Conversations with Dork (Mind Bang Productions) 2014 Toronto Fringe Review

The playbill for this Mind Bang Productions family drama asserts that the play is based on a true story.  What the playbill doesn’t tell you is that the play’s true story might very well be yours as well as its creator’s.  For an hour’s time during the Toronto Fringe Festival, St. Vlad’s Theatre is transformed into a place of warm welcomes, homemade food, and deeply uncomfortable personal questions: Grandma and Grandpa’s house.  And for an hour’s time, audiences are invited to step inside and eavesdrop on one weary grandson’s Conversations with Dork.

The weary grandson in question is Jeff, a young man full of promise and plans, who quietly resents the way he has been tied down: in the wake of his father’s death, he has been tasked with caring and providing for his absent-minded grandmother and increasingly cantankerous grandfather, the titular Dork.  Their precarious family arrangement soon begins to break apart as Jeff and his grandfather butt heads over medicine, social values, and the loved one they have both lost, and what began as a difference of perspective escalates until lives and family are both at risk.

Veteran actor Vince Carlin is the unquestionable powerhouse of the cast, delivering a performance that, while often unpleasant and tragic, never fails to be resonant and engrossing.  In his role as Jeff’s grandfather, he wears a persona so familiar that you will feel like you have always known him…and indeed, you probably have.  He is your acerbic grandfather, or the crotchety old man who lives next door, or perhaps a senior citizen you met somewhere once upon a time.  Despite almost never even leaving his chair, Carlin expertly manages one of the most difficult tasks for an actor: he is never obviously acting, but is also never too casual in his performance.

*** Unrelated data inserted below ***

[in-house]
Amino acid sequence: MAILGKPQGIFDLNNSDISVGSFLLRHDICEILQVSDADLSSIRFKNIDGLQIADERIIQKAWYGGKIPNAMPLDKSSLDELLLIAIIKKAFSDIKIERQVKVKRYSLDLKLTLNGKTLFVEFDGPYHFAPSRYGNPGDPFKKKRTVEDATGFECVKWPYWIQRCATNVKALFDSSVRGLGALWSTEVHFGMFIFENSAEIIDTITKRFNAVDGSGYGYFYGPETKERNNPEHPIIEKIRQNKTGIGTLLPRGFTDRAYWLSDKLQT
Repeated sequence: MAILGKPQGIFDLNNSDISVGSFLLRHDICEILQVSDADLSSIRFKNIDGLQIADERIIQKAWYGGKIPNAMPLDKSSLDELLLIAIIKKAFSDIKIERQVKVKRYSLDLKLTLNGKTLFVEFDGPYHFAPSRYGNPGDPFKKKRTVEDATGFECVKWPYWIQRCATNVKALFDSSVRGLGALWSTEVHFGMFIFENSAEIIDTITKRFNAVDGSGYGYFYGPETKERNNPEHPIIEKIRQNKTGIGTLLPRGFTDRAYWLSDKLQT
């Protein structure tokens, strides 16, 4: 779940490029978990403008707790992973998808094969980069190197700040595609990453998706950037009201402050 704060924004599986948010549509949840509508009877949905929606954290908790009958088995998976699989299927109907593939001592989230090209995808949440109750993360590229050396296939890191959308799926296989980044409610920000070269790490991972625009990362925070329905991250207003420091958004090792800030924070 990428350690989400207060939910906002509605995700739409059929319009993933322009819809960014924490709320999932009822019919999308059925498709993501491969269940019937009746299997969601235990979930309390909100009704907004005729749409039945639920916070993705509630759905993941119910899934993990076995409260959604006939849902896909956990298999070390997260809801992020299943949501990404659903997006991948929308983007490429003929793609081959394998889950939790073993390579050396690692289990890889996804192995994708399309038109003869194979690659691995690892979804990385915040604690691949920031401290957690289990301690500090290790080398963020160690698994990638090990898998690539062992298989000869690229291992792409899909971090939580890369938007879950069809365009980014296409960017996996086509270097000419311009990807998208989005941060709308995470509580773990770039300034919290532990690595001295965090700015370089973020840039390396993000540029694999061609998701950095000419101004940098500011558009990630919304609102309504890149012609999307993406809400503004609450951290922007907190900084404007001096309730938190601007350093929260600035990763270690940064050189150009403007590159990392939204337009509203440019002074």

The rest of the cast usually manages to hold their own against Carlin’s Dork, but none are quite as enjoyable to watch.  Jeff truly comes alive near the end of the play, but he unfortunately takes quite a bit of time to reach that point, and Jeff’s grandmother, while often hilarious in her obliviousness, sometimes feels a bit too much like a character in a play instead of an actual person, especially in the repeated ramblings and catchphrases that inevitably reappear whenever she is onstage.

Keep an eye on Sara Garcia (Jeff’s girlfriend Jessica) however; while her dialogue is sometimes obvious as such, Garcia conveys a great deal through subtle expressions and body language.  One moment she will be radiating warmth and kindness, and in the next she is sending out waves of icy, quiet fury that bring a noticeable chill even to the perpetually-cold St. Vlad’s Theatre.

Conversations with Dork is not what I would call brilliant or electrifying, but it is still a pleasure to watch.  The drama sometimes feels forced, but the emotional heart of this show is a genuine one, and between that and some excellent acting, Conversations with Dork earns itself an overall recommendation.


Conversations with Dork is playing until July 12 at St. Vlad’s Theatre (620 Spadina Avenue)

Show times
July 04 at 11:00 PM
July 05 at 09:45 PM
July 06 at 05:45 PM
July 08 at 10:45 PM
July 09 at 02:30 PM
July 10 at 03:30 PM
July 12 at 08:45 PM

Tickets for all mainstage productions are $10 at the door, cash only. Advance tickets are $12, and can be purchased online, by phone (416-966-1062), or from the festival box office at the Fringe Club. (Rear of Honest Ed’s, 581 Bloor St. West). Money-saving value packs are also available if you are going to at least five shows; see website for details.

 To avoid disappointment, be sure to arrive a few minutes before curtain.

Image provided by the company.

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